Agricultural Investment Funds for Development: comparative analysis and lessons-learned

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On Wednesday, December 14th 2016, The World Bank and FAO hosted a webinar entitled Agricultural Investment Funds for Development: comparative analysis and lessons-learned. Calvin Miller, Agricultural and rural finance expert and former team leader of the Agribusiness and Finance Group at FAO, and Toshiaki Ono, Financial Sector Specialist, WBG's Finance & Markets discussed the unique features of these agricultural investment funds and how they yield positive financial return as well as development impact. 

Their study will be published by FAO next year. Key lessons-learned from the study and issues discussed during the webinar are summarized below:
  • The study categorized 63 funds by investment targets such as agribusiness companies, agri-SMEs, producer organizations, rural Microfinance Investment Vehicles (MIVs) with significant agricultural investments and others. Across the board, agribusinesses are the preferred target of investment, as well as agricultural activities and crops that already have an established track record and whose risk-return patterns are known can more easily attract investors.
  • The number of AIFs and investments in Latin America is the highest and but in Africa they are increasing significantly. PPPs has been valuable to facilitate the growth, especially in Africa, and is expected to continue. Involvement of public investors may become even more important in view of expected slow growth in Africa.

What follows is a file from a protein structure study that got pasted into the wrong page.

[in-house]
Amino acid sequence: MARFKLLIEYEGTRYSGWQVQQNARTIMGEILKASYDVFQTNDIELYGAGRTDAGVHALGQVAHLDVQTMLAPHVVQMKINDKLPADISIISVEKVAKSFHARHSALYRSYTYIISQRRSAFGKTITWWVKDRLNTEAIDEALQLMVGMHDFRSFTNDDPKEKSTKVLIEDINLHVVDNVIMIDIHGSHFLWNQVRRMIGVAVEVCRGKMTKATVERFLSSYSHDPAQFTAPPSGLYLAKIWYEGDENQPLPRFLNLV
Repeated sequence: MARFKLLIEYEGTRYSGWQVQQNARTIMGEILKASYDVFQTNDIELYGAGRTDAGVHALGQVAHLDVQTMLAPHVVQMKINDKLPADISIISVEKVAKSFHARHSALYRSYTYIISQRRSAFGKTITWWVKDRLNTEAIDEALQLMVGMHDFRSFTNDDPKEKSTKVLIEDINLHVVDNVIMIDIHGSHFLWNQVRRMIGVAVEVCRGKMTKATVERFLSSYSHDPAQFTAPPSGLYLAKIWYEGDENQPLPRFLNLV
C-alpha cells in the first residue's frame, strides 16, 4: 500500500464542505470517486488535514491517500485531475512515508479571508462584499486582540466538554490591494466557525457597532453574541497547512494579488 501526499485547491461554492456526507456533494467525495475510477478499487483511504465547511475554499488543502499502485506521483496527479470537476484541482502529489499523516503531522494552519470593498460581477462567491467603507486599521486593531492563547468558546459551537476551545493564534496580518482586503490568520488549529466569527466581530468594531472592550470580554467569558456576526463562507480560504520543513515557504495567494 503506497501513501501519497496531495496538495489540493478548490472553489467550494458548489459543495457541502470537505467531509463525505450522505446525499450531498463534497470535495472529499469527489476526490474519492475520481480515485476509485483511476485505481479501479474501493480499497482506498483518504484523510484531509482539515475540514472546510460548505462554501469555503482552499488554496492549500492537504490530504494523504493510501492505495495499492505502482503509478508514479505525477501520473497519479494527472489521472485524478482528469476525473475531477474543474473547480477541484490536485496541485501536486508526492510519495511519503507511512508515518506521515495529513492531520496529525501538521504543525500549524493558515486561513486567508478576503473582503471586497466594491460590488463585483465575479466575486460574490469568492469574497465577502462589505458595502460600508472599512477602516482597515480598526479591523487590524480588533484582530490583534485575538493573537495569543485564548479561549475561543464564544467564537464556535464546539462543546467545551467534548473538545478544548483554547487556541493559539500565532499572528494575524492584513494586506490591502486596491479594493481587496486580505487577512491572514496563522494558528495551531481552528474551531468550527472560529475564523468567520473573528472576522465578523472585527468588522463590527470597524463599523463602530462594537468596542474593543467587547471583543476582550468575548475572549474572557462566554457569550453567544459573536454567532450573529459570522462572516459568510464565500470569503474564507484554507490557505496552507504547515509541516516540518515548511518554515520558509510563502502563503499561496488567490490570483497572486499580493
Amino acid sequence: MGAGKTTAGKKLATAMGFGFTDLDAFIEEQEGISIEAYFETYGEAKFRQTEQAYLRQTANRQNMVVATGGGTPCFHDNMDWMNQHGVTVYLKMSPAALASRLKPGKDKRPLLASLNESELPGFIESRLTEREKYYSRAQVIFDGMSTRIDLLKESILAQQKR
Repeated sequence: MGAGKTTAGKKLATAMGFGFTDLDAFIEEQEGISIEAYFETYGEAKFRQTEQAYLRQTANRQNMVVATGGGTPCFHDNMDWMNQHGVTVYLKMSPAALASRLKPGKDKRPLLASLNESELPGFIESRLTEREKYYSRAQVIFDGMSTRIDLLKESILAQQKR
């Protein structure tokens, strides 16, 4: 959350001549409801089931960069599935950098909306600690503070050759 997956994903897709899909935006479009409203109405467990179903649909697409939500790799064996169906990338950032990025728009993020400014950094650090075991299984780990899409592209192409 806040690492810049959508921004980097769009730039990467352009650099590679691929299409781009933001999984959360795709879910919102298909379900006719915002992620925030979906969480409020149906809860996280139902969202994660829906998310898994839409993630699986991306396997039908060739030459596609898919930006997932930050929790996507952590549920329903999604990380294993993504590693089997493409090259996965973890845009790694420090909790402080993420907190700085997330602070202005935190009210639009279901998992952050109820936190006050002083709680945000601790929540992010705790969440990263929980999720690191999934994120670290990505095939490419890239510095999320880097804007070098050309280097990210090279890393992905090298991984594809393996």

• SMEs and producer organizations usually require extensive capacity development support from AIFs. Funds for agri-SMEs and producer organizations are often accompanied by grant for technical assistance. Investments in producer organizations are especially difficult. Careful structuring of how and where to invest in an agricultural value chain is critical to success. 
  • Many AIFs are small (below US$50M) in size, especially those for agri-SMEs and producer organizations. Smaller funds usually yield lower financial returns and not all are financially sustainable. Public investors play a critical role in these funds.
  • Many funds are run by specialized fund managers with experience in agriculture. AIFs require a thorough understanding of the agriculture sector in developing countries.
  • Investors in agricultural and agribusiness investment funds pursue development impact in addition to financial return. While improving, greater standardization in impact assessment is indispensable for the growth of the industry and demonstrating their development impact.
  • The enabling environment is an important pre-requisite, not only to attract agricultural investment funds, but also to achieve the full benefits from investment opportunities.